"How to inform the judicial mind," Justice Frankfurter remarked during the school desegregation cases, "is one of the most complicated problems." Social research is a potential source of such information. Indeed, in the 1960s and 1970s, with activist courts at the forefront of social reform, the field of law and social science came of age. But for all the recent activity and scholarship in this area, few books have attempted to create an intellectual framework, a systematic introduction to applied social-legal research. Social Research in the Judicial Process addresses this need for a broader picture. Designed for use by both law students and social science students, it constructs a conceptual bridge between social research (the realm of social facts) and judicial decision making (the realm of social values). Its unique casebook format weaves together judicial opinions, empirical studies, and original text. It is a process-oriented book that teaches skills and perspectives, cultivating an informed sensitivity to the use and misuse of psychology, social psychology, and sociology in apellate and trial adjudication. Among the social-legal topics explored are school desegregation, capital punishment, jury impartiality, and eyewitness identification. This casebook is remarkable for its scope, its accessibility, and the intelligence of its conceptual integration. It provides the kind of interdisciplinary teaching framework that should eventually help lawyers to make knowledgeable use of social research, and social scientists to conduct useful research within a legally sophisticated context.
Author: Laura Kalman
Publisher: UNC Press Books
Release Date: 2016-08-01
For more than one hundred years, Harvard's use of the case method of appellate opinions dominated legal education. Deploring the attempt to reduce law to an autonomous system of rules and principles, the realists at Yale developed a functional approach to the discipline--one that stressed the factual context of the case rather than the legal principles it raised, one that attempted to address issues of social policy by integrating law with the social sciences. Originally published 1986. A UNC Press Enduring Edition -- UNC Press Enduring Editions use the latest in digital technology to make available again books from our distinguished backlist that were previously out of print. These editions are published unaltered from the original, and are presented in affordable paperback formats, bringing readers both historical and cultural value.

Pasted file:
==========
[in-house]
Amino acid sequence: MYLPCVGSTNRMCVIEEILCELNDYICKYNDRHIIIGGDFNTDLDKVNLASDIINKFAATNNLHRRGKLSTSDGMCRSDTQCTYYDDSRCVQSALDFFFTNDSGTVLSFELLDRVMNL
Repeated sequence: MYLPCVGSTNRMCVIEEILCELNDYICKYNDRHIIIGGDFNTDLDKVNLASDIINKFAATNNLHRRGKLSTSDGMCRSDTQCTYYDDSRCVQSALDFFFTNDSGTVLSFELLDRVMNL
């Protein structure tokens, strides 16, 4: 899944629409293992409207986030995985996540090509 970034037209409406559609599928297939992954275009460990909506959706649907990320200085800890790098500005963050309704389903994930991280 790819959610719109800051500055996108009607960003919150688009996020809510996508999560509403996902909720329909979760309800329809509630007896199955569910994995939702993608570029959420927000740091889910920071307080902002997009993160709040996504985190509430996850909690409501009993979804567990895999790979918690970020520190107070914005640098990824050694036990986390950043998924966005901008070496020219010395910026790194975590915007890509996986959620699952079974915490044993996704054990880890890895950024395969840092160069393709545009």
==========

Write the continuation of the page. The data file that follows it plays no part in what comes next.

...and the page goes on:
Author: David Hunter
Release Date: 2011
This treaty supplement examines all the major aspects of international environmental law and policy. Section titles discuss: International LawmakingPrinciples of International Environmental LawAir and AtmosphereOceans and SeasFreshwater ResourcesHazardous Wastes and ChemicalsWildlife and BiodiversityProtection of Habitat and Natural PlacesInternational Trade
Author: Henry Melvin Hart
Release Date: 1994
Hart & Sacks' The Legal Process: Basic Problems in the Making and Application of Law provides detailed information on the making and application of law. The casebook provides the tools for fast, easy, on-point research. Part of the University Casebook Series; , it includes selected cases designed to illustrate the development of a body of law on a particular subject. Text and explanatory materials designed for law study accompany the cases.
Author: John Henry Schlegel
Publisher: Univ of North Carolina Press
Release Date: 2000-11-09
John Henry Schlegel recovers a largely ignored aspect of American Legal Realism, a movement in legal thought in the 1920s and 1930s that sought to bring the modern notion of empirical science into the study and teaching of law. In this book, he explores individual Realist scholars' efforts to challenge the received notion that the study of law was primarily a matter of learning rules and how to manipulate them. He argues that empirical research was integral to Legal Realism, and he explores why this kind of research did not, finally, become a part of American law school curricula. Schlegel reviews the work of several prominent Realists but concentrates on the writings of Walter Wheeler Cook, Underhill Moore, and Charles E. Clark. He reveals how their interest in empirical research was a product of their personal and professional circumstances and demonstrates the influence of John Dewey's ideas on the expression of that interest. According to Schlegel, competing understandings of the role of empirical inquiry contributed to the slow decline of this kind of research by professors of law. Originally published in 1995. A UNC Press Enduring Edition -- UNC Press Enduring Editions use the latest in digital technology to make available again books from our distinguished backlist that were previously out of print. These editions are published unaltered from the original, and are presented in affordable paperback formats, bringing readers both historical and cultural value.